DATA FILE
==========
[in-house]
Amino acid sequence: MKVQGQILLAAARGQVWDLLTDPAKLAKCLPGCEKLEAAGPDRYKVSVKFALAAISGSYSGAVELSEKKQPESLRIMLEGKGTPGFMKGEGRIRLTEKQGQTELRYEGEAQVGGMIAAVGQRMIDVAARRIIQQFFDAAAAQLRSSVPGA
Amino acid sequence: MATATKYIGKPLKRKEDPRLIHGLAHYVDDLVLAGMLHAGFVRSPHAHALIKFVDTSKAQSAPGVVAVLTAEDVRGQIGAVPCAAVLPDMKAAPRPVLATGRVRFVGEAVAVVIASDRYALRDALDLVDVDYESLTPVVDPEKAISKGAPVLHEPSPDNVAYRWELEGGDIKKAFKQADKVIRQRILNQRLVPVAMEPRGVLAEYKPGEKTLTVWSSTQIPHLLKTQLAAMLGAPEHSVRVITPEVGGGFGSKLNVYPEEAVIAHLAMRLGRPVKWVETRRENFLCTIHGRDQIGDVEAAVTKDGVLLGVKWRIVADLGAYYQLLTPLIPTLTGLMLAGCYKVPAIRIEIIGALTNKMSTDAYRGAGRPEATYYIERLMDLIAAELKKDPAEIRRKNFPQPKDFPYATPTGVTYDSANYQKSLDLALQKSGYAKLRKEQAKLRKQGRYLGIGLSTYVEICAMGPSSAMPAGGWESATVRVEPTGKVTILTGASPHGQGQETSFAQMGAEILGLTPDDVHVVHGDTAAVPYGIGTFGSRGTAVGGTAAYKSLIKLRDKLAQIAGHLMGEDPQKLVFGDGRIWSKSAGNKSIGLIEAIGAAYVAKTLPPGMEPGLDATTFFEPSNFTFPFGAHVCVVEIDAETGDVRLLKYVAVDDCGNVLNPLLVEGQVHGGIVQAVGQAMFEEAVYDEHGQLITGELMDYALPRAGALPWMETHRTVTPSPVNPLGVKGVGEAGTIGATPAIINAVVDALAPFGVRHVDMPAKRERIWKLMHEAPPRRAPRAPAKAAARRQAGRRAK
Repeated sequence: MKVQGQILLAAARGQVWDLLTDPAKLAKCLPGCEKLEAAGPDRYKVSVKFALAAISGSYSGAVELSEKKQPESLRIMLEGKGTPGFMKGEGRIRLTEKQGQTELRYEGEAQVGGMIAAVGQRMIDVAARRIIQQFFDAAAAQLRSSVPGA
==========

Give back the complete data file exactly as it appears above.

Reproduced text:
[in-house]
Amino acid sequence: MKVQGQILLAAARGQVWDLLTDPAKLAKCLPGCEKLEAAGPDRYKVSVKFALAAISGSYSGAVELSEKKQPESLRIMLEGKGTPGFMKGEGRIRLTEKQGQTELRYEGEAQVGGMIAAVGQRMIDVAARRIIQQFFDAAAAQLRSSVPGA
Amino acid sequence: MATATKYIGKPLKRKEDPRLIHGLAHYVDDLVLAGMLHAGFVRSPHAHALIKFVDTSKAQSAPGVVAVLTAEDVRGQIGAVPCAAVLPDMKAAPRPVLATGRVRFVGEAVAVVIASDRYALRDALDLVDVDYESLTPVVDPEKAISKGAPVLHEPSPDNVAYRWELEGGDIKKAFKQADKVIRQRILNQRLVPVAMEPRGVLAEYKPGEKTLTVWSSTQIPHLLKTQLAAMLGAPEHSVRVITPEVGGGFGSKLNVYPEEAVIAHLAMRLGRPVKWVETRRENFLCTIHGRDQIGDVEAAVTKDGVLLGVKWRIVADLGAYYQLLTPLIPTLTGLMLAGCYKVPAIRIEIIGALTNKMSTDAYRGAGRPEATYYIERLMDLIAAELKKDPAEIRRKNFPQPKDFPYATPTGVTYDSANYQKSLDLALQKSGYAKLRKEQAKLRKQGRYLGIGLSTYVEICAMGPSSAMPAGGWESATVRVEPTGKVTILTGASPHGQGQETSFAQMGAEILGLTPDDVHVVHGDTAAVPYGIGTFGSRGTAVGGTAAYKSLIKLRDKLAQIAGHLMGEDPQKLVFGDGRIWSKSAGNKSIGLIEAIGAAYVAKTLPPGMEPGLDATTFFEPSNFTFPFGAHVCVVEIDAETGDVRLLKYVAVDDCGNVLNPLLVEGQVHGGIVQAVGQAMFEEAVYDEHGQLITGELMDYALPRAGALPWMETHRTVTPSPVNPLGVKGVGEAGTIGATPAIINAVVDALAPFGVRHVDMPAKRERIWKLMHEAPPRRAPRAPAKAAARRQAGRRAK
Repeated sequence: MKVQGQILLAAARGQVWDLLTDPAKLAKCLPGCEKLEAAGPDRYKVSVKFALAAISGSYSGAVELSEKKQPESLRIMLEGKGTPGFMKGEGRIRLTEKQGQTELRYEGEAQVGGMIAAVGQRMIDVAARRIIQQFFDAAAAQLRSSVPGA